The Jezero crater has captivated scientists since its discovery in 2005. Some studies suggested that the crater was home to an ancient lake with flowing rivers that dried out between 3.5 billion years and 3.8 billion years ago.
In a new study, more evidence gathered by the Perseverance Rover’s ground penetrating radar confirmed the presence of lake sediments. The find has reignited anticipation for when rock samples from Mars return to Earth in the early to mid-2030s.
“From orbit we can see a bunch of different deposits, but we can’t tell for sure if what we’re seeing is their original state, or if we’re seeing the conclusion of a long geological story,” said David Paige, study first author and planetary scientist at UCLA, in a statement. “To tell how these things formed, we need to see below the surface.”
Radar Reveals Hints of Mars’ Past
Between May and December of 2022, the Perseverance Rover drove from the crater’s floor to the delta and collected data on what lies underneath the sediment using the Rader Imager for Mars’ Subsurface Experiment (RIMFAX).
The radar forms images by sending waves at 10-centimeter intervals under the surface, which bounce back and detect the rock layers and other features underground. Each feature’s shape, density, and angles are captured and reflected as an image. RIMFAX can reach about 20 meters below.
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Signs of Water?
While the river or lake is no longer there, researchers can see where water flowed and carried minerals into the lake. In 2008, scientists found evidence of the clay minerals in the fan-like structure seen in the crater.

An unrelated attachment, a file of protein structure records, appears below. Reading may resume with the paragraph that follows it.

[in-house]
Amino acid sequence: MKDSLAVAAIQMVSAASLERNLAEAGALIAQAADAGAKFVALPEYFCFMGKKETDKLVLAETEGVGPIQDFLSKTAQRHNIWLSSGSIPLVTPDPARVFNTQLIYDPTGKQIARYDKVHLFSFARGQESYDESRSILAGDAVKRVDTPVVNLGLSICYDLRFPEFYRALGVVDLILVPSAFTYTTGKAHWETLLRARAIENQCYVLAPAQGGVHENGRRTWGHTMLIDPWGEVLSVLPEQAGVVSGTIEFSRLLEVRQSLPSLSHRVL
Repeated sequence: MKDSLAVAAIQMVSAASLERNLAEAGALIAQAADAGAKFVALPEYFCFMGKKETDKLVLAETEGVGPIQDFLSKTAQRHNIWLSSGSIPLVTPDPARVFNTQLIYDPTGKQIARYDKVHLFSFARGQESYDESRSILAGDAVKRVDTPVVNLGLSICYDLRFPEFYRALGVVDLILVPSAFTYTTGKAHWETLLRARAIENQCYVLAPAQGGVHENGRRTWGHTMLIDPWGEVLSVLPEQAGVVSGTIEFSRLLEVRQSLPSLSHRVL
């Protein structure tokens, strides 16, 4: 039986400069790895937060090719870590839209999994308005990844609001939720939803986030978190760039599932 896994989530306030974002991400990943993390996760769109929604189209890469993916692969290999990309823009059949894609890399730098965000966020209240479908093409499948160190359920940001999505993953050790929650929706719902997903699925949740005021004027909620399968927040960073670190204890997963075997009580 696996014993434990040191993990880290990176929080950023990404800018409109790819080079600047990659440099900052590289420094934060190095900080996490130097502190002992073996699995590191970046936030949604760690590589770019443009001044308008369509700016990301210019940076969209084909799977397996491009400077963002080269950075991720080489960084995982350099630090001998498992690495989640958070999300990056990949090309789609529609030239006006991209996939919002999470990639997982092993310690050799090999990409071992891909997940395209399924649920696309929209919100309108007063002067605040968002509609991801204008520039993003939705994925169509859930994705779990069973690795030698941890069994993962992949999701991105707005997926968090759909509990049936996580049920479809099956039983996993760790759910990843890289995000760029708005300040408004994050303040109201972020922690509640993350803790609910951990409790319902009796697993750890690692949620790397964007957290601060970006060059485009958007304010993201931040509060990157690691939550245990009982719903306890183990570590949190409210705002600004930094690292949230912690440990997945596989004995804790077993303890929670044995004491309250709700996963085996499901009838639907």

In the more recent studies that used RIMFAX, they showed that underneath the Jezero crater, different layers of rock and sediment were at an angle instead of lying flat. Researchers suspected that the thickness and shapes of the layers formed through flowing lava that cooled, or from an ancient water feature older than the one on the crater floor.
The Mars Reconnaissance Orbiter also previously picked up evidence of clay in the crater that formed if water was present in the area. On Earth, clay like this is found in the Mississippi River delta.
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So, what could have caused the uneven sediments? The data found that two sediment displacement events occurred between two other events of erosion. Since the deposits are not flat, the team suspects the erosion happened before the lake sediments flowed there, especially since the deposition is flat, like the lake sediments found on Earth.
The Jezero crater possibly filled with water, and sediments were deposited on the crater floor. As the lake changed shape, dried, and disappeared over time, sediments eroded and formed features seen by orbiters and rovers today.
“The changes we see preserved in the rock record are driven by large-scale changes in the Martian environment,” said Paige in a statement. “It’s cool that we can see so much evidence of change in such a small geographic area, which allows us to extend our findings to the scale of the entire crater.”
The rover began collecting samples from the Jezero crater in 2021. It has collected 23 out of its planned 38 samples and 3 out of the five total witness tubes. If microbial life was once abundant in the Jezero Crater, then evidence of this may be in the crater’s rocks and sediments. Perseverance’s radar work may provide more context for what the sample tubes contain.
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Our writers at Discovermagazine.com use peer-reviewed studies and high quality sources for our articles, and our editors review for accuracy, and trustworthiness. Review the sources used below for this article:
NASA Science. Perseverance Rover's Landing Site: Jezero Crater.
Brown University. Ancient Martian lake system records two water-related events.